Electricity Substation

The impact of building the substations on the geology and geomorphology is related also on the excavations and road constructions. The same mitigation measures as above will be used.

Impacts from Operation and Maintenance and corresponding Mitigation Measures

There may be an impact on the geological structures produced by the vibrations generated through the operation of the WTs.

The mitigation measures can be taken only by the WTs manufacturer in the sense of reducing the vibrations of the equipment and by the constructor in the sense of using vibration absorbers while installing the WTs.

11.2. Impacts on Soils and Subsurface

Impacts from Construction and corresponding Mitigation Measures

WPP (and cables)

Collection grid will be carried out by cable lines, i.e. these cables will be laid at the depth of 1 meter. The primary soils structure will not be damaged, since soils depth delimitation is larger. In any case, the upper layer of soil will be taken off with the purpose of further restoration and in order to re-cultivate vegetation.

Electricity Substation

The substations foundation depth is insignificant; if soils depth delimitation is more the primary structure of soils will not be damaged.

Impacts from Operation and Maintenance

No impacts on the soil are expected during operation and maintenance of the new facilities.

11.3. Impacts on Water  

Both surface water and groundwater resources are highly valued commodities in the Project area. Activities that use water resources or have the potential to impact the quality of water resources will be reviewed within the context of local and regional water concerns.

A number of construction activities will use water. Because the construction phase will last more than 1 year, large amounts of water would be needed. The water may be trucked in from off site or obtained from local groundwater wells or surface water bodies near the facility. Activities related to use of water resources would include:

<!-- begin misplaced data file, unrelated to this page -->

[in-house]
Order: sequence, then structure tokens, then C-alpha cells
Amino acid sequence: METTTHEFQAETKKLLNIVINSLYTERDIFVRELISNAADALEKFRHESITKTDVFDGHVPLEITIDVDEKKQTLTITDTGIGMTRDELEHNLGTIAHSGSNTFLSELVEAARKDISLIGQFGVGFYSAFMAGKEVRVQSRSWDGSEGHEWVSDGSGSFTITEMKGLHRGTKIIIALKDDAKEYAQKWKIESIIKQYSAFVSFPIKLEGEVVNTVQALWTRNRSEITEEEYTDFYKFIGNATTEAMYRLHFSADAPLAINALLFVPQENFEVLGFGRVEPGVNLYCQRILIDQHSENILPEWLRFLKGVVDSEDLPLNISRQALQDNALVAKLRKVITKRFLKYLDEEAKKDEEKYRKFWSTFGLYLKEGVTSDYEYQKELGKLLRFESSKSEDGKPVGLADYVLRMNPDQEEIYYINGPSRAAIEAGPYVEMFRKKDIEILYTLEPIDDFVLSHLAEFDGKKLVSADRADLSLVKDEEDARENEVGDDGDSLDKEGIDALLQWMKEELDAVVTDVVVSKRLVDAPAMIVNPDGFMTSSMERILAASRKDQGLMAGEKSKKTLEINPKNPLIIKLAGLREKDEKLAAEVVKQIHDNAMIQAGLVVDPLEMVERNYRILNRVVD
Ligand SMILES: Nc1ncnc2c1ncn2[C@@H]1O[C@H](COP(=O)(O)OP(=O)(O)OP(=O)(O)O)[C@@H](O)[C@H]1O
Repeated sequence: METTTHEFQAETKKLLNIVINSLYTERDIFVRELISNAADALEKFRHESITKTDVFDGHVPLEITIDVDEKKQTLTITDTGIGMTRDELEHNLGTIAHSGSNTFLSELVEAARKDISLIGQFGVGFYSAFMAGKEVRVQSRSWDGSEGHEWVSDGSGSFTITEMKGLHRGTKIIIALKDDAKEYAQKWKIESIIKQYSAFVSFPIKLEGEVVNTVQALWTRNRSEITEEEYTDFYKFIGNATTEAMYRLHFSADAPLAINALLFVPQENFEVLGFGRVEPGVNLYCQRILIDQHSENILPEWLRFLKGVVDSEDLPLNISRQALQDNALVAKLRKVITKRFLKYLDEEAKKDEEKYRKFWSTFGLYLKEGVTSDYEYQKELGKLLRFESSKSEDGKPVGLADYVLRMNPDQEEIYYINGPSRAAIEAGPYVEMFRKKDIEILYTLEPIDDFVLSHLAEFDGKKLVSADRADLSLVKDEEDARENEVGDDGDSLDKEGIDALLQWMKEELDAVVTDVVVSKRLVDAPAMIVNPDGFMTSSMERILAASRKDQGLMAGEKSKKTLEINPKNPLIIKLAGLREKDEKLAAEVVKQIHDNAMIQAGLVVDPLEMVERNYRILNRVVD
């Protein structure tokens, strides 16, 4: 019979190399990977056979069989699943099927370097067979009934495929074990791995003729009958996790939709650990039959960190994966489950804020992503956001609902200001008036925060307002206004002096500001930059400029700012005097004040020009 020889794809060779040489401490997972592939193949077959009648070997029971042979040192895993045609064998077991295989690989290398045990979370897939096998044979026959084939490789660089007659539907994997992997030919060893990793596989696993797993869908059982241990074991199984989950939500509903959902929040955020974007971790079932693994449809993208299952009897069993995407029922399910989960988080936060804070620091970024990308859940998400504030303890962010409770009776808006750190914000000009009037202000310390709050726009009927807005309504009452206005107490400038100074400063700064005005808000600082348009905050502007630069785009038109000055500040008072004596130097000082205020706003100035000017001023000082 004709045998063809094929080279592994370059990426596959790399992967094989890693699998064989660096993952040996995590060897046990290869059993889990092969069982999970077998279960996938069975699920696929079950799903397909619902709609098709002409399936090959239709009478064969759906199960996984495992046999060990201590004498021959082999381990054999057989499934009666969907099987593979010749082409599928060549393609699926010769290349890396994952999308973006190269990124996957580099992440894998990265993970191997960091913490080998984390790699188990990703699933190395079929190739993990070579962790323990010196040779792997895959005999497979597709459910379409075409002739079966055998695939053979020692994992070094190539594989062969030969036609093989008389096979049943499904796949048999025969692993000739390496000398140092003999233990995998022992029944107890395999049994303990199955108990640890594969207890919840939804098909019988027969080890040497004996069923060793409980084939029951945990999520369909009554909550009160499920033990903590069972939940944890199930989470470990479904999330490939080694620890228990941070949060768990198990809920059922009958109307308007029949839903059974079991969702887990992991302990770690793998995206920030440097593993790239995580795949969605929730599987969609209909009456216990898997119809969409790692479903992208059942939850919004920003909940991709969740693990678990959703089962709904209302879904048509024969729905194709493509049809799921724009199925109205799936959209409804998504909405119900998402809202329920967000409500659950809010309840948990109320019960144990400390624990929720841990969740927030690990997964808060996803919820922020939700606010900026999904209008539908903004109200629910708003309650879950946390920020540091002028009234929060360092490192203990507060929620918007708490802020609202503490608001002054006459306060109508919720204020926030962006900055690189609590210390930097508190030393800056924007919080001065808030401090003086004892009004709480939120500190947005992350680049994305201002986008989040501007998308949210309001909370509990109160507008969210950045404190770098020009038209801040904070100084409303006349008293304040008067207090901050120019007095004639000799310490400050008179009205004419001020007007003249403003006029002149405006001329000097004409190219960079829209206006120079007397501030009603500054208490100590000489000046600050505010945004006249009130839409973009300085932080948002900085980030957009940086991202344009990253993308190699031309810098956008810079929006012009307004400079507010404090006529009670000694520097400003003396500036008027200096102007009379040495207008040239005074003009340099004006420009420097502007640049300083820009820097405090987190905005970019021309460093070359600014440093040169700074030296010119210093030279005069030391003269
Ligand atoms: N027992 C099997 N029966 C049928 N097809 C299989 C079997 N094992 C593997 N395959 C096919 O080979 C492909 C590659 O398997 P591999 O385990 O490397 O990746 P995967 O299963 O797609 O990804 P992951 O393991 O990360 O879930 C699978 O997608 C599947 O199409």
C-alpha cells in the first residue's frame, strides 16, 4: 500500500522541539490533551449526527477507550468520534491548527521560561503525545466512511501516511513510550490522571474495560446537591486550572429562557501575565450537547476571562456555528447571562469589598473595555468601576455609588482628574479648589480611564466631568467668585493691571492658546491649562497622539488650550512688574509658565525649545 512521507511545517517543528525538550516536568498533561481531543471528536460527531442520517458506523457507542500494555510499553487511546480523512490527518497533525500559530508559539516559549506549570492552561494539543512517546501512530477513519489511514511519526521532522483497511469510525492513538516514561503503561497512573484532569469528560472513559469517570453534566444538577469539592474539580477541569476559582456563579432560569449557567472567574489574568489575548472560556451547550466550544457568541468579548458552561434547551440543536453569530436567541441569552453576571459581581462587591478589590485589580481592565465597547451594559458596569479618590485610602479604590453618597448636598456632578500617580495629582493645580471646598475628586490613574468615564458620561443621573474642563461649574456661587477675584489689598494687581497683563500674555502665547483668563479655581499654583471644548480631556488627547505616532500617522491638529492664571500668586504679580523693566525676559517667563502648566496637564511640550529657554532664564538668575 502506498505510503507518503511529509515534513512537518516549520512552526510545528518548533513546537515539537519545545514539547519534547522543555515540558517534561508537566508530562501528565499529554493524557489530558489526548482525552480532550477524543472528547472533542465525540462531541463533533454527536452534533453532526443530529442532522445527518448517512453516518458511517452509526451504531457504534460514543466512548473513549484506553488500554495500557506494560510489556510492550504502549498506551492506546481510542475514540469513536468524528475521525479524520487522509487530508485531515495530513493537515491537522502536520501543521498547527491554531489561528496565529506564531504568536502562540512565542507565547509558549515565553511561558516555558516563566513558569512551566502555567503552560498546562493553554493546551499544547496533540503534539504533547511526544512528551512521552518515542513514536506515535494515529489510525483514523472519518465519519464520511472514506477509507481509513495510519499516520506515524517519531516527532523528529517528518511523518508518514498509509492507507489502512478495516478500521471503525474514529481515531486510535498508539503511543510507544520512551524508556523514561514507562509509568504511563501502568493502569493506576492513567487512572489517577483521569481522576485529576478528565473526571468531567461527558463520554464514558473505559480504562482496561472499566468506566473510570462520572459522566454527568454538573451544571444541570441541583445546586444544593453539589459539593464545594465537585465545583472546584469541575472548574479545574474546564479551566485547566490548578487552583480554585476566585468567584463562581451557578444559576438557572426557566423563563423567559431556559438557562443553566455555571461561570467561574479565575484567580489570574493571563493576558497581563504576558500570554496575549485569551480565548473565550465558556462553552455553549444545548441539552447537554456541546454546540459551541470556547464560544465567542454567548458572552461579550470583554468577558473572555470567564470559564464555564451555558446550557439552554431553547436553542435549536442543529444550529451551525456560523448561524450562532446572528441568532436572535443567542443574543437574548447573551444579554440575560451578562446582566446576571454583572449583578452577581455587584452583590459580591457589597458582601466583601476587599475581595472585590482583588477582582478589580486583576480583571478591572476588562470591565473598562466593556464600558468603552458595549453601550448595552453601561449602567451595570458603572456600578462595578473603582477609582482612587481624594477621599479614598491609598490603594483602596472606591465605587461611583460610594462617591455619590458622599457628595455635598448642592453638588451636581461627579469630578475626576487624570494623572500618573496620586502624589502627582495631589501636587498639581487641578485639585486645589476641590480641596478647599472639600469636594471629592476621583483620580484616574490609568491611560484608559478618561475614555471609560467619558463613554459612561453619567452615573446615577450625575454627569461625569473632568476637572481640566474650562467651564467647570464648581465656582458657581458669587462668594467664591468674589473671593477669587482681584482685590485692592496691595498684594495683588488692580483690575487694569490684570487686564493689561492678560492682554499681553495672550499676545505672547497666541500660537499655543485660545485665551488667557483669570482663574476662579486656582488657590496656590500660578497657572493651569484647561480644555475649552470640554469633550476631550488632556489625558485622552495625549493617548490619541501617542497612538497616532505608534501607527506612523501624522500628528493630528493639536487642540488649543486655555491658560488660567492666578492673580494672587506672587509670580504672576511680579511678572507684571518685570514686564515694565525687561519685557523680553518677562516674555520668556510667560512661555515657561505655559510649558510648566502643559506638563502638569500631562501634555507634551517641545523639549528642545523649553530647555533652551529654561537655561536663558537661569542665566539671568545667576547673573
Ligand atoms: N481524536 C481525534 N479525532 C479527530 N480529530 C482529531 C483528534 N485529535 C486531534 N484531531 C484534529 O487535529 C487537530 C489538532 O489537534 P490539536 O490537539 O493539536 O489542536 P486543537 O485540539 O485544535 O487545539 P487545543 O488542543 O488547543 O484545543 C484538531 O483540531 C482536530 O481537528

• Water used for dust control during the construction of access roads, clearing of vegetation, grading, and road traffic;
  • Water used for making concrete used in the foundations of wind towers, substations, central control buildings, and various personnel support facilities;
  • Water used by the construction crew.

11.4. Groundwater  

Impacts from Construction and corresponding Mitigation Measures

During the construction activities an important amount of water is needed.

Groundwater quality and availability vary widely across the Project area. The availability of groundwater resources to support site construction activities would be assessed, along with other characteristics such as groundwater quality, depth to groundwater, and local groundwater uses. The best construction techniques will be used so that the regulation regarding groundwater would be respected.

Storm water control systems and any other activity that alters the ground surface could affect groundwater infiltration as well as the response time of a nearby surface water body.

WPP

The only possible impact of the WPPs on the groundwater is in case of an accident when the oil contained in the gearbox flows to the ground. Because of the geologic structure and the high permeability of the layers, the ground water may be polluted. Although such accidents are extremely rare, the constructor of the WPP will take into consideration this possibility the oil would be temporarily stored in the channel allowing the intervention teams to collect it before it pollutes the ground water.

Electricity Substation

Pollution with different substances contained in the electrical transformers (cooling oil) and in the switches (oil, if any) is to be considered as a potential impact on the groundwater. Anyway, the type of equipment mentioned before owns, usually, collecting channels.

The mitigation measures are those used in the international environment for this kind of buildings/equipment.

Impacts from Operation and Maintenance and corresponding Mitigation Measures

WPP

The only possible impact of the WPPs on the groundwater is in case of an accident when the oil contained in the gearbox flows to the ground. Because of the geologic structure and the high permeability of the layers, the underground water may be polluted. Also such accidents are extremely rare, the constructor of the WPP will take into consideration this possibility.

Electricity Substation